P0976. LISZT CELEBRATION, incl. Vlado Perlemuter, Mischa Levitzki, Josef Pembauer & Marie-Aimée Warrot. (Canada) St Laurent Studio YSL 78-068, recorded 1927-46. Transfers by Yves St Laurent.
“Marie-Aimée Warrot (1915-1971) was born in Brunoy (near Paris), France. After receiving first prize from the Paris Conservatoire in 1930, she continued her studies with Robert Casadesus, Alfred Cortot, and later, with Emil von Sauer in Vienna. Her reputation established in Europe, she moved in 1955 to Canada, settling first in Vancouver and later in Halifax. At the time she became a naturalised Canadian in 1960, she also changed the spelling of her last name to Varro. She continued to perform in recital and with major orchestras in Canada, the United States, and Europe, specialising in the romantic repertoire. In her studies with Sauer, she learned authentic interpretation of Liszt's piano works, and it is not surprising that among her earliest recordings (made in 1946) is Liszt's Theme and Variations from ‘Grandes Études de Paganini’.”
“In 1915 Perlemuter began studying with Moritz Moszkowski, and in 1917 was accepted into Alfred Cortot's class at the Paris Conserva toire. From Moszkowski he learnt clarity and an imaginative choice of fingering, from Cortot a greater depth of tone and an artistic grasp of great music, much of it from listening to Cortot himself playing.
In 1919, after Perlemuter had won the most coveted prize at the Conservatoire, he went to Geneva to give his first public recital in La Salle des Abeilles. He returned to the city to give his last concert, in the Victoria Hall, shortly before his 90th birthday. In the two years following his début, he spent his holidays in Annecy, near Geneva, and there played Fauré's last Nocturnes and the piano solo version of his Ballade to the composer.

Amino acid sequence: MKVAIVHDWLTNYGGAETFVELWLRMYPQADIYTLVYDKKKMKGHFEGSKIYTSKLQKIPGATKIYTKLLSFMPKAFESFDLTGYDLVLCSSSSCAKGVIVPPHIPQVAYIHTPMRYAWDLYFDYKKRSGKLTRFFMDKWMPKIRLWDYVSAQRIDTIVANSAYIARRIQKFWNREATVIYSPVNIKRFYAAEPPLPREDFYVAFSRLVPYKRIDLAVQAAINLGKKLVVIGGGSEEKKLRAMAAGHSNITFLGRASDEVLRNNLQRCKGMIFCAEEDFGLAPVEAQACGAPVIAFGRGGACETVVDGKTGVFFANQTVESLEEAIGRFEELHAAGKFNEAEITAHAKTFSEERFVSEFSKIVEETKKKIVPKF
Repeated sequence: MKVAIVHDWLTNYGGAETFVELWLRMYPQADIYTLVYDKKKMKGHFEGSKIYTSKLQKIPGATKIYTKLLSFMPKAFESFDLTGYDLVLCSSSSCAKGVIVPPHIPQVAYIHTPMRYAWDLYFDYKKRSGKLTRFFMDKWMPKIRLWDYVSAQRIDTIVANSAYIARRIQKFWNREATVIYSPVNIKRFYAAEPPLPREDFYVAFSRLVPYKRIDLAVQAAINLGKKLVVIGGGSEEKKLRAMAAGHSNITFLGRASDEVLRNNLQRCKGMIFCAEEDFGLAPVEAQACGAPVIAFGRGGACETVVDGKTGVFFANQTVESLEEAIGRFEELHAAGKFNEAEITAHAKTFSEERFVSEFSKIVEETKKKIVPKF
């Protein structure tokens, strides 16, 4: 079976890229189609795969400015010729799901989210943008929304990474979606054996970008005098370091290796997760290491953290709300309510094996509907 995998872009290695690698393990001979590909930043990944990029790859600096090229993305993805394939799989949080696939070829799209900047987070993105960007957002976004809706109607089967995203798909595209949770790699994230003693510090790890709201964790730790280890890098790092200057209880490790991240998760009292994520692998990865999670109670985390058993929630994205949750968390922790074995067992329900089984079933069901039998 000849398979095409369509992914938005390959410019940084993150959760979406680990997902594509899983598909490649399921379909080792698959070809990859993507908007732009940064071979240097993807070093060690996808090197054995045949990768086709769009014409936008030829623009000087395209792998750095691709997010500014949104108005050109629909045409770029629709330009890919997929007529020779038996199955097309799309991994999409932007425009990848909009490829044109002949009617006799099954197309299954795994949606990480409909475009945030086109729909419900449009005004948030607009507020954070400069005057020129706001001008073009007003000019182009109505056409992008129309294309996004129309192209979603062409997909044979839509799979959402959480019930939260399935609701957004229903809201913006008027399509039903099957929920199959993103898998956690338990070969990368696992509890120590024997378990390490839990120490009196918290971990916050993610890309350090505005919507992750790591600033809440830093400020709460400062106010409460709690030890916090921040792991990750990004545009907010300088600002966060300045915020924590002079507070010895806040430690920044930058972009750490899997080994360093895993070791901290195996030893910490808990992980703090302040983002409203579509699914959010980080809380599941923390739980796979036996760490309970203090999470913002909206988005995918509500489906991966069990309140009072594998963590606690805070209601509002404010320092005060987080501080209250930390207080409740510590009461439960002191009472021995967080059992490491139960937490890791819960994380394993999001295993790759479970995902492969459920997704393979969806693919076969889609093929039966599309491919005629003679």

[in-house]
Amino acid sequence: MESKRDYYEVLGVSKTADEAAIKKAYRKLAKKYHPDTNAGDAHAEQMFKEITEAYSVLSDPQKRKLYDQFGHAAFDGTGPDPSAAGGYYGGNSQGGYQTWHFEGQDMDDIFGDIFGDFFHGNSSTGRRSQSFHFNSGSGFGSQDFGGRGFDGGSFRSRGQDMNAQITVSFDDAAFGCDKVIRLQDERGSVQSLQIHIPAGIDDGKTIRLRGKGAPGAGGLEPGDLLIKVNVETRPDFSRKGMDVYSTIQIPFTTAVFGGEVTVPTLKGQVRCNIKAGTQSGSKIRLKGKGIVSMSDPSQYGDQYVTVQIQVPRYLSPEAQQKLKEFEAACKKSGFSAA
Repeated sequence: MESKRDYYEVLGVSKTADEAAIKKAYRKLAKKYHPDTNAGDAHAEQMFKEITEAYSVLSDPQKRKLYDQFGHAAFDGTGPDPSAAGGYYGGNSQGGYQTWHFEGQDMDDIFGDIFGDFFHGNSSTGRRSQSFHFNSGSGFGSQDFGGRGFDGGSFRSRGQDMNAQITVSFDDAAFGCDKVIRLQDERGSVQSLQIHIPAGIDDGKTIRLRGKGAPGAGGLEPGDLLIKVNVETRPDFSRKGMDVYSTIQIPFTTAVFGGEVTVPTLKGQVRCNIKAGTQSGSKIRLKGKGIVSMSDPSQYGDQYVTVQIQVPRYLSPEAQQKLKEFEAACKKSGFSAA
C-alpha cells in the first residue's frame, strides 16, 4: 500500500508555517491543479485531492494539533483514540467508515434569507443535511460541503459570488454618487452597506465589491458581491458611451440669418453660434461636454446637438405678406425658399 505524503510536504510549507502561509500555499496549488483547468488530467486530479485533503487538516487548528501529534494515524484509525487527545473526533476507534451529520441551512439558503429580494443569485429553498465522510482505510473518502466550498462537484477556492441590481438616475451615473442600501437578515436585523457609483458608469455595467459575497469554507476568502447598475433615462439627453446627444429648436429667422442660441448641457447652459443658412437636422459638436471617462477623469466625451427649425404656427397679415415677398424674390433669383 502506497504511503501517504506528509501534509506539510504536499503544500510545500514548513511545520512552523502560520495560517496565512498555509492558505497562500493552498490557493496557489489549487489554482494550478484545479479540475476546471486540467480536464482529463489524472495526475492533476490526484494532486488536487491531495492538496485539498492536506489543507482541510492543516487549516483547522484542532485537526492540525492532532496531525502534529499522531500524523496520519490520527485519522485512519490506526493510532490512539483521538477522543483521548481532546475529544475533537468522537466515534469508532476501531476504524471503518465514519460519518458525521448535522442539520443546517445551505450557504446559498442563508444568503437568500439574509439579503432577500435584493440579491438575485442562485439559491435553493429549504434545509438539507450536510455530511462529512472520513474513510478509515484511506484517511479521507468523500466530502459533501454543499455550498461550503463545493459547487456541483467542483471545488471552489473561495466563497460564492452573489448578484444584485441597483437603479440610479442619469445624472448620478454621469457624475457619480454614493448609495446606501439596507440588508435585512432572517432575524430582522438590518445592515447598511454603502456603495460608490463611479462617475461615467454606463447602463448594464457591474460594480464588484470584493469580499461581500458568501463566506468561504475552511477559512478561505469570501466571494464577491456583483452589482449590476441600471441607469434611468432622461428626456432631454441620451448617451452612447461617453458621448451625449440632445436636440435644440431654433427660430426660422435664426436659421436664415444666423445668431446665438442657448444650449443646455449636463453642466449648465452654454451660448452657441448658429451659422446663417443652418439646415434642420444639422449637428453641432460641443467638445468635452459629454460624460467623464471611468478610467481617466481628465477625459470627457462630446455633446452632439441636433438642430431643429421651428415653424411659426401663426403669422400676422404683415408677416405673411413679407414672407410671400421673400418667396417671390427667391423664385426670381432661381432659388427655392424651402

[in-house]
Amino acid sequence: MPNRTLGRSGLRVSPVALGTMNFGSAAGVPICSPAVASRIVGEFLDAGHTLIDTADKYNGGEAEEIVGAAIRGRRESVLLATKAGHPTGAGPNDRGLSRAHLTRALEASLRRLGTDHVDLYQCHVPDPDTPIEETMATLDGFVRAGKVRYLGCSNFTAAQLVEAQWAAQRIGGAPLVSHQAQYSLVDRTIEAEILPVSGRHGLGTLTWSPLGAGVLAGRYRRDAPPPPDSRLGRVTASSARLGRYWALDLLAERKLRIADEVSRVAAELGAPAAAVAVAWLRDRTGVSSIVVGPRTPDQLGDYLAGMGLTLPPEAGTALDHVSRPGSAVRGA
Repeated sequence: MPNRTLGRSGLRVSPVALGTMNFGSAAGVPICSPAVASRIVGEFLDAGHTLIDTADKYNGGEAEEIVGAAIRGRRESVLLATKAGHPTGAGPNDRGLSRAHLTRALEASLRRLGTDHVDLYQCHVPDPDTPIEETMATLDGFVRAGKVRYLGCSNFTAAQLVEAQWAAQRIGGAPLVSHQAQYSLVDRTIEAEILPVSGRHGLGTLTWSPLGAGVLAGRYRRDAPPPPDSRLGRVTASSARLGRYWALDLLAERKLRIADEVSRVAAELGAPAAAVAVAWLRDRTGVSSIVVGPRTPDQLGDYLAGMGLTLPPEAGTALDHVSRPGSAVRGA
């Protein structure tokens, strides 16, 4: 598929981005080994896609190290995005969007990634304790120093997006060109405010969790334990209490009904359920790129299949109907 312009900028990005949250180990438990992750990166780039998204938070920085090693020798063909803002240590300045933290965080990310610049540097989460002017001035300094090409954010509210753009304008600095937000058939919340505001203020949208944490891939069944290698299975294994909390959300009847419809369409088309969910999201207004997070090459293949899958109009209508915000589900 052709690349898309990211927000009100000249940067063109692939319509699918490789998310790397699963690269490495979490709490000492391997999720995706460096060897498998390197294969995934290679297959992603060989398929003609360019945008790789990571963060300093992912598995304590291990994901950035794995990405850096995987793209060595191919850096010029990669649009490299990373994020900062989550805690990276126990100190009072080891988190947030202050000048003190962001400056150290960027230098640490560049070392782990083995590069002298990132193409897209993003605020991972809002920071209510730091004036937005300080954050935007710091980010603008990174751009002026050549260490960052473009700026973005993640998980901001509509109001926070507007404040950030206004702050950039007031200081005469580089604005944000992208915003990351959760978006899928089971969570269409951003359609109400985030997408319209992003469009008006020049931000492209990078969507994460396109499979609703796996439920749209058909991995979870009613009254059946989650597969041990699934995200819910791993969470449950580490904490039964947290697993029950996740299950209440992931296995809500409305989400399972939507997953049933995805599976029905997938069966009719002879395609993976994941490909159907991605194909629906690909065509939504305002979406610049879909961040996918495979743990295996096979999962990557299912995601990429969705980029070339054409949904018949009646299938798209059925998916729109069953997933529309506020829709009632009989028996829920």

Apart from Cortot, the two pianists who made the greatest impact on Perlemuter in his early days were Busoni and Rachmaninov; he was impressed by their ‘orchestral’ style of playing, and no doubt by a quality of interpretation which came from the fact that they were composers of substantial importance. One remarkable thing about him is that he never grew stale, that after half-a-century he still engaged in slow and humble practice with the left hand of pieces that he had known all his life. His unceasing quest was rather to realise his poetic intentions, and they imposed a complete independence of the two hands, and a mastery of the greatest possible range of tone-colour.”
"Mischa Levitzki was a Russian-born American concert pianist. He was playing the violin at the age of three, but soon developed an interest in the piano, which he studied in Warsaw before making his début in Antwerp in 1906. In New York, his father brought him to the attention of Walter Damrosch, who obtained a scholarship for him at the Institute of Musical Art (now the Juilliard School) as a pupil of Zygmunt Stojowski, with whom he studied from 1907 to 1911. In 1913 Levitzki entered the Berlin Hochschule für Musik, where he became the youngest student of Dohnányi and was awarded the Mendelssohn Prize in 1915. By this time he had performed throughout Europe and Scandinavia. He made his American début in New York on 17 October, 1916, at Aeolian Hall, and soon made his permanent home in the United States, later becoming an American citizen. Levitzki concertized worldwide up until the time of his premature death in 1941. He toured in the United States, Australia, New Zealand and Asia, making a reputation with his performances of the Romantic repertory.”